Junkers Ju52

D-CDLH of the Lufthansa historic flight takes off at ILA in Berlin in 2006.
A truly great aircraft - the German DC3 - the Junkers Ju52/3m was to become the backbone of the Luftwaffe transport fleet during the Second World War.
Born out of the single-engined Ju52, the Tante Ju, or Iron Annie, looks far more antiquated today than other aircraft of the period, largely due to its corrugated construction and non-retractble undercarriage. But it was to prove the perfect aircraft for its time and Germany built 4,845, with 400 completed in France as the Amiot AAC1 and 170 in Spain as the Casa 352.
The Ju52/3m first flew in May 1932 and they type proved popular throughout the 1930s as a 15-17 seat airliner. By 1936 half the 450 built were equipping Nazi Germany's Legion Condor in the Spanish Civil War.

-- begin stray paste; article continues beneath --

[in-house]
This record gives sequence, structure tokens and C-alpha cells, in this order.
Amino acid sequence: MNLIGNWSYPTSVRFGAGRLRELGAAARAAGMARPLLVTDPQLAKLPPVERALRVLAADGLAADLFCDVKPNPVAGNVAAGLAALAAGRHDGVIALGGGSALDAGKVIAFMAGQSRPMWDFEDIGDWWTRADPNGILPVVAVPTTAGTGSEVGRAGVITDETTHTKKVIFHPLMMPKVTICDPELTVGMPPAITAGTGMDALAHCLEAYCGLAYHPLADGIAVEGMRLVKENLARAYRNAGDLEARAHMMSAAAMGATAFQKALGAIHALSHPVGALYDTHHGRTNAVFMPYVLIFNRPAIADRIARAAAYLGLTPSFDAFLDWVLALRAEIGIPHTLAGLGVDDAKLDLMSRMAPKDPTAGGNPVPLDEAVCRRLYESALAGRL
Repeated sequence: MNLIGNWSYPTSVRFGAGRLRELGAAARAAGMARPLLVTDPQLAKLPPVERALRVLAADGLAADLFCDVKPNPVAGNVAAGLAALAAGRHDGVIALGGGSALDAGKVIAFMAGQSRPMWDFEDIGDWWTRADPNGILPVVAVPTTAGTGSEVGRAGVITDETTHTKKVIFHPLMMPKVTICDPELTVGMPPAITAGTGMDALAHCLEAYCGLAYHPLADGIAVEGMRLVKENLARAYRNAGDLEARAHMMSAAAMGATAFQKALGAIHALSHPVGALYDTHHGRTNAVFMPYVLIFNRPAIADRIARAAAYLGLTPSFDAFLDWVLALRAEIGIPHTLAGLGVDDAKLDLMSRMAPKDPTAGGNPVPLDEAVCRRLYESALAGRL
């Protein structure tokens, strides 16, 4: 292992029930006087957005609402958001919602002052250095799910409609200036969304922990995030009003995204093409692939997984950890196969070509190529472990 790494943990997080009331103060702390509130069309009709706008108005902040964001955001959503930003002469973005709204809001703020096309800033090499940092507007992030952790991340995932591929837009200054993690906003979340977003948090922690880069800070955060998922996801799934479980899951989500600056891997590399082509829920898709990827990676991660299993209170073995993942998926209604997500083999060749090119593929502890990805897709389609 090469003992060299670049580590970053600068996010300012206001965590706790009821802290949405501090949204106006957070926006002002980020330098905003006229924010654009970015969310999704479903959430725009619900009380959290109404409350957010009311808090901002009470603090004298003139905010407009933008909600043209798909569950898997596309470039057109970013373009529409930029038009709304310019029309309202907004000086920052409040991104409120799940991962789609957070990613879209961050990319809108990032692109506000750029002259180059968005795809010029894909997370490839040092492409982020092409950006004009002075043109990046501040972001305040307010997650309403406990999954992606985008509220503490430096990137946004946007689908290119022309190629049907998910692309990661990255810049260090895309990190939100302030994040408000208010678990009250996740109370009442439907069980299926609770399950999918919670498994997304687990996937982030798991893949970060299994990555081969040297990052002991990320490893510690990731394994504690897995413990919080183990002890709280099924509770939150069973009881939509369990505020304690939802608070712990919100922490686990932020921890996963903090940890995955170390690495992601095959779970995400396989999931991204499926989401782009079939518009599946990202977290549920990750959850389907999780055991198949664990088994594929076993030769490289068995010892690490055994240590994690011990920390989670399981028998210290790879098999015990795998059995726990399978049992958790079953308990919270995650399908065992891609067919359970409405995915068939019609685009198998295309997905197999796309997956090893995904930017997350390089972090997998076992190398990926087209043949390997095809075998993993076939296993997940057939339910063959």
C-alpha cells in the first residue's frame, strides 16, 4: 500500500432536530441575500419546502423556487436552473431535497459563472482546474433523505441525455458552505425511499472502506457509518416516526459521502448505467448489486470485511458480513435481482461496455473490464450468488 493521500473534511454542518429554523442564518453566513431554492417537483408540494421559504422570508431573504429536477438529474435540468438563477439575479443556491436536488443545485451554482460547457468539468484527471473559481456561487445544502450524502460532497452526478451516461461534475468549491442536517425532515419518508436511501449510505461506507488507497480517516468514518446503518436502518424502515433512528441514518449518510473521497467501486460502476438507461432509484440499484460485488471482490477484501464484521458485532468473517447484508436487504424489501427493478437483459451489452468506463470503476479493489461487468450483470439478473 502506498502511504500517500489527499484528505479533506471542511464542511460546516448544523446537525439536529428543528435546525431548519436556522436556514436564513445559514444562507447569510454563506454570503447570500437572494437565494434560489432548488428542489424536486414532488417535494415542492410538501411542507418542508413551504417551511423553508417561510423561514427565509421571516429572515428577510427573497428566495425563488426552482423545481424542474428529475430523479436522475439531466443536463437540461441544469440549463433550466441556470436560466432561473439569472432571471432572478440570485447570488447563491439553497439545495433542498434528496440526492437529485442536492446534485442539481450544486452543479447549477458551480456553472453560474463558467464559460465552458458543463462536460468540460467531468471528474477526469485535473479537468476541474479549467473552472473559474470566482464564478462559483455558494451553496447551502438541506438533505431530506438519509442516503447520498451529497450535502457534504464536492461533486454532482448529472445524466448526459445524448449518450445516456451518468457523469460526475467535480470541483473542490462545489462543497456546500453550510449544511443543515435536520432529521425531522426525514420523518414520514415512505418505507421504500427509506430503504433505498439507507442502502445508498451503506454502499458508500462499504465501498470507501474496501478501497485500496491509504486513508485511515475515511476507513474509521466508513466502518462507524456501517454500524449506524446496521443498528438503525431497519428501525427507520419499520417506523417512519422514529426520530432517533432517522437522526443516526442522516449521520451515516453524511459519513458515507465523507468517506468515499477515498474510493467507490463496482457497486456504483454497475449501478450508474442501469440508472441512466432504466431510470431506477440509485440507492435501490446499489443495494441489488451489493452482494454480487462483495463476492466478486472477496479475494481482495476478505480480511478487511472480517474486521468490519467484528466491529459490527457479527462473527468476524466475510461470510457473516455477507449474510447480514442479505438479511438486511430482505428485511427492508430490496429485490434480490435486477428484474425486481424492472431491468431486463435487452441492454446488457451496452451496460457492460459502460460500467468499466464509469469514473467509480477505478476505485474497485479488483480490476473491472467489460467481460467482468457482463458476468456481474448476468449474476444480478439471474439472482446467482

The type's solid and simple construction, reliability and short field performance meant the Ju52 outlasted far more modern developments during the Second World War but, after Germany's defeat, most of its fleet were scrapped. The aircraft diappeared quickly from the airline scene but one was reportedly still in airline service in Ecuador as late as 1971.
Most surviving aircraft are from French and Spanish production, The Spanish Air Force retained its T2B transports until 1975, while the Swiss Air Force kept its three aircraft even longer, eventually passing them to a Swiss airline, Ju-Air, which still uses them on pleasure flights.
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